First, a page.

Article

Neurobiology of fibromyalgia syndrome.

Department of Neuroscience, University of Florida, Gainesville, Florida, USA.
Journal of Rheumatology Supplement 09/2005; 75:22-8.
Source: PubMed

ABSTRACT Accumulating evidence suggests that fibromyalgia syndrome (FM) pain is maintained by tonic impulse input from deep tissues, such as muscle and joints, in combination with central sensitization mechanisms. This nociceptive input may originate in peripheral tissues (trauma and infection) resulting in hyperalgesia/allodynia and/or central sensitization. Evidence for abnormal sensitization mechanisms in FM includes enhanced temporal summation of delayed pain in response to repeated heat taps and repeated muscle taps, as well as prolonged and enhanced painful after-sensations in FM patients but not control subjects. Moreover, magnitudes of enhanced after-sensations are predictive of FM patients' ongoing clinical pain. Such alterations of relevant pain mechanisms may lead to longterm neuroplastic changes that exceed the antinociceptive capabilities of affected individuals, resulting in ever-increasing pain sensitivity and dysfunction. Future research needs to address the important role of abnormal nociception and/or antinociception for chronic pain in FM.

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    ABSTRACT: <⁄span> Recent neurophysiological evidence attests to the validity of fibromyalgia (FM), a chronic pain condition that affects >2% of the population. <⁄span> To present the evidence-based guidelines for the diagnosis, management and patient trajectory of individuals with FM. <⁄span> A needs assessment following consultation with diverse health care professionals identified questions pertinent to various aspects of FM. A literature search identified the evidence available to address these questions; evidence was graded according to the standards of the Oxford Centre for Evidence-Based Medicine. Drafted recommendations were appraised by an advisory panel to reflect meaningful clinical practice. <⁄span> The present recommendations incorporate the new clinical concepts of FM as a clinical construct without any defining physical abnormality or biological marker, characterized by fluctuating, diffuse body pain and the frequent symptoms of sleep disturbance, fatigue, mood and cognitive changes. In the absence of a defining cause or cure, treatment objectives should be patient-tailored and symptom-based, aimed at reducing global complaints and enhancing function. Healthy lifestyle practices with active patient participation in health care forms the cornerstone of care. Multimodal management may include nonpharmacological and pharmacological strategies, although it must be acknowledged that pharmacological treatments provide only modest benefit. Maintenance of function and retention in the workforce is encouraged. <⁄span> The new Canadian guidelines for the treatment of FM should provide health professionals with confidence in the complete care of these patients and improve clinical outcomes.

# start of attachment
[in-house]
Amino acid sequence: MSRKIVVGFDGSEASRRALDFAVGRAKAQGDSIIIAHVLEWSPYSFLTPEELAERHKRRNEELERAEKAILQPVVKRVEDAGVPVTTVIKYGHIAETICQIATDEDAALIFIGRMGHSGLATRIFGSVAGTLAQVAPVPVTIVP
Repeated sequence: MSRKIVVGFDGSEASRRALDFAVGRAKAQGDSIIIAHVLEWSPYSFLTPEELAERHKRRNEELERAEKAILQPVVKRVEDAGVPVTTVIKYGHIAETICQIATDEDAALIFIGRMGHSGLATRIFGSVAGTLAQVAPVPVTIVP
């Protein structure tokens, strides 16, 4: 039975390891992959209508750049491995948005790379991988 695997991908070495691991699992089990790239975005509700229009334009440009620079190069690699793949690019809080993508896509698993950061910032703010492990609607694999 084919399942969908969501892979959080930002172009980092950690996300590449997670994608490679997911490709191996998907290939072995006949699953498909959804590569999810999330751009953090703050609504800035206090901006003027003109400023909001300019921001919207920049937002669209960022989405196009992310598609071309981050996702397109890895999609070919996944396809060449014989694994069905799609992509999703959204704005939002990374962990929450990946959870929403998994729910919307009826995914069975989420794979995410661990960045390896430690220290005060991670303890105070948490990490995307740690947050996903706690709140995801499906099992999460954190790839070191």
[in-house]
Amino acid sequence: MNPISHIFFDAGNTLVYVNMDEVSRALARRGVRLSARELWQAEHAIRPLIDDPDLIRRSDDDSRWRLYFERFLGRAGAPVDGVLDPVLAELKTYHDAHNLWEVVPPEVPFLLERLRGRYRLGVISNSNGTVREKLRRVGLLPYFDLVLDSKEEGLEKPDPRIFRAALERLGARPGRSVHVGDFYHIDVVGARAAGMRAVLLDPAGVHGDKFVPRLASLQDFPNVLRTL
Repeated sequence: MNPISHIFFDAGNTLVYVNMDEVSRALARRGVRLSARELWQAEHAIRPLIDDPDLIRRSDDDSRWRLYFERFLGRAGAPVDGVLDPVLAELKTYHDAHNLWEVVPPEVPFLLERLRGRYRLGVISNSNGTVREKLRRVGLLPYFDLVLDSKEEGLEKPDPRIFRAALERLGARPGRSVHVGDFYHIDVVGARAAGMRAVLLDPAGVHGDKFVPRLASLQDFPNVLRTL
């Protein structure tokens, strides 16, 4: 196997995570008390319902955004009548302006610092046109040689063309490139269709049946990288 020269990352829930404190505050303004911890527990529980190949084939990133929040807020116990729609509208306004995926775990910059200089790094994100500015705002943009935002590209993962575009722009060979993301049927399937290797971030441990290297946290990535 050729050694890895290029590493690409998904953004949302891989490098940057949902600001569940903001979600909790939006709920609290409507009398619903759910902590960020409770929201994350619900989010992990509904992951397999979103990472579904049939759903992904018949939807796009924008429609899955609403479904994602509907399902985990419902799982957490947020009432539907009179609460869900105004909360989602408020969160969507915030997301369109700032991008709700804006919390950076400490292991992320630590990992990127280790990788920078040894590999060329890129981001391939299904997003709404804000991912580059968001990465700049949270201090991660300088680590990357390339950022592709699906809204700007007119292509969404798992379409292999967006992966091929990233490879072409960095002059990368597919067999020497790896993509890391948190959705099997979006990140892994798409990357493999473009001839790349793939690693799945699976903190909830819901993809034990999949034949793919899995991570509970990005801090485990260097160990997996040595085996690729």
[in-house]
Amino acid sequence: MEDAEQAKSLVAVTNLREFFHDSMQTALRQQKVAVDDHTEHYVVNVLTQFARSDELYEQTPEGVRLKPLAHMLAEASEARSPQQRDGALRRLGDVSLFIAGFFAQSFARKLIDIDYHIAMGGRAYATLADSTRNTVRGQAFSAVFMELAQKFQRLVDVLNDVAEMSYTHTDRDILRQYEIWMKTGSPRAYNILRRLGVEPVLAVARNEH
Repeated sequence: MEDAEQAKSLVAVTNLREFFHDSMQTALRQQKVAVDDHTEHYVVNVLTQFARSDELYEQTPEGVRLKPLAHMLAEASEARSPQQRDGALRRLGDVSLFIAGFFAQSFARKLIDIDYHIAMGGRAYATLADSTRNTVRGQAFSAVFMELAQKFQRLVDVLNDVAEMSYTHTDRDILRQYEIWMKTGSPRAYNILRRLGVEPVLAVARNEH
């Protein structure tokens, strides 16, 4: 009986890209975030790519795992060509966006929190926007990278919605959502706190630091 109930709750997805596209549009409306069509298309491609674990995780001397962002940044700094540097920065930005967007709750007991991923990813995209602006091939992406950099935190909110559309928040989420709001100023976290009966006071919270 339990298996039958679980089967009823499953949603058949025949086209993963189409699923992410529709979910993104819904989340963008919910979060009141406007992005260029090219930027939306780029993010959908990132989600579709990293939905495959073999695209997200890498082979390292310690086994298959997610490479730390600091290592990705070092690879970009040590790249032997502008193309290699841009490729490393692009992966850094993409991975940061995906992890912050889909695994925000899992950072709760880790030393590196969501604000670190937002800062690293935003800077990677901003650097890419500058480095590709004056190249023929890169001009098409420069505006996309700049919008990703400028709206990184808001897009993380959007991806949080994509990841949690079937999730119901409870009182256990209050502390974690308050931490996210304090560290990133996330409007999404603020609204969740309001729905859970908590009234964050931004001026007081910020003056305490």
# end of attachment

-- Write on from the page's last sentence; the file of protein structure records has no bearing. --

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    ABSTRACT: Pain Res Manag. 2013 Nov-Dec;18(6):e101-6. Reduction of pain thresholds in fibromyalgia after very low-intensity magnetic stimulation: A double-blinded, randomized placebo-controlled clinical trial. Maestú C, Blanco M, Nevado A, Romero J, Rodríguez-Rubio P, Galindo J, Bautista Lorite J, de Las Morenas F, Fernández-Argüelles P. Abstract BACKGROUND: Exposure to electromagnetic fields has been reported to have analgesic and antinociceptive effects in several organisms. Objective: To test the effect of very low-intensity transcranial magnetic stimulation on symptoms associated with fibromyalgia syndrome. METHODS: A double-blinded, placebo-controlled clinical trial was performed in the Sagrado Corazón Hospital, Seville, Spain. Female fibromyalgia patients (22 to 50 years of age) were randomly assigned to either a stimulation group or a sham group. The stimulation group (n=28) was stimulated using 8 Hz pulsed magnetic fields of very low intensity, while the sham group (n=26) underwent the same protocol without stimulation. Pressure pain thresholds before and after stimulation were determined using an algometer during the eight consecutive weekly sessions of the trial. In addition, blood serotonin levels were measured and patients completed questionnaires to monitor symptom evolution. RESULTS: A repeated-measures ANOVA indicated statistically significant improvement in the stimulation group compared with the control group with respect to somatosensory pain thresholds, ability to perform daily activities, perceived chronic pain and sleep quality. While improvement in pain thresholds was apparent after the first stimulation session, improvement in the other three measures occurred after the sixth week. No significant between-group differences were observed in scores of depression, fatigue, severity of headaches or serotonin levels. No adverse side effects were reported in any of the patients. CONCLUSIONS: Very low-intensity magnetic stimulation may represent a safe and effective treatment for chronic pain and other symptoms associated with fibromyalgia

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